Assets fell 18.4% for the two years ended June 30. Liabilities, however, fell by a larger value, falling 21.7% to £51.3bn. The deficit fell to £4.4bn as of June 30, down 45.1% from figures as of June 30, 2020.
The fund’s interest rate and inflation coverage ratios have increased to around 95% and 90%, respectively, “to mitigate the effect of changes in interest rates and inflation expectations”, says The report.
The fund’s internal manager, BT Pension Scheme Management, which is 100% owned by the pension fund, “uses derivatives to manage the risk profile of the scheme; this includes their use to mitigate the impact on the regime’s funding of changes in inflation and interest rates, and to limit the impact of significant falls in stock markets,” the report says. Derivatives are also sometimes used to rebalance asset allocation and reduce the risks associated with foreign currency exposure.
“We have continued to work closely with the BTPS Board to update our inflation stress tests and scenario analysis in light of recent announcements to understand the impact of inflation shocks. on our portfolio,” CEO Morten Nilsson said in the report.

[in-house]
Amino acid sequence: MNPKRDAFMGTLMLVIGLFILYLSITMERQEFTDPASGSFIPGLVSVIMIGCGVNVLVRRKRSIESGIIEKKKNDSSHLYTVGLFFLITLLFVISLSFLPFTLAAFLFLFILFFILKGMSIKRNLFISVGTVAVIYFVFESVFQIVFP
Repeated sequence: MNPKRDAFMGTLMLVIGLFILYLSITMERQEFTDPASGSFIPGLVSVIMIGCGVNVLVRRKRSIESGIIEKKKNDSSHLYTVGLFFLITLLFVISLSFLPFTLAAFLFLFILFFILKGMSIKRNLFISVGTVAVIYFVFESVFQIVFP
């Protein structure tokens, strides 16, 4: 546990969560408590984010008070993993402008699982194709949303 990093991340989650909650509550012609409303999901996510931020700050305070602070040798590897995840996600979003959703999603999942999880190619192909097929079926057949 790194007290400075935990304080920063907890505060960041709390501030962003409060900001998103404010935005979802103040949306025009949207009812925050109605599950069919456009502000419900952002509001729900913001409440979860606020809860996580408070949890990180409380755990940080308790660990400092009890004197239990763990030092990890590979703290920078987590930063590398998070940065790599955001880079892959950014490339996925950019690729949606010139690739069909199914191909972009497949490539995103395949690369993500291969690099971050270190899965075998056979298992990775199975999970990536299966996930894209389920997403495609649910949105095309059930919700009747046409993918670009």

As of June 30, the fund’s asset allocation was 27.5% investment grade credit, 23.3% government bonds and cash, 16% other growth assets, 15.8% equities, 9.4% real estate and 8% secure income assets.
By region, BTPS’ exposure was 57.6% in the United Kingdom, 20% in the United States, 9.6% in Europe, 4.6% in the rest of the world, 4.3% in the markets emerging countries, 2.4% in Asia-Pacific excluding Japan, 1% in Canada and 0.5% in Japan.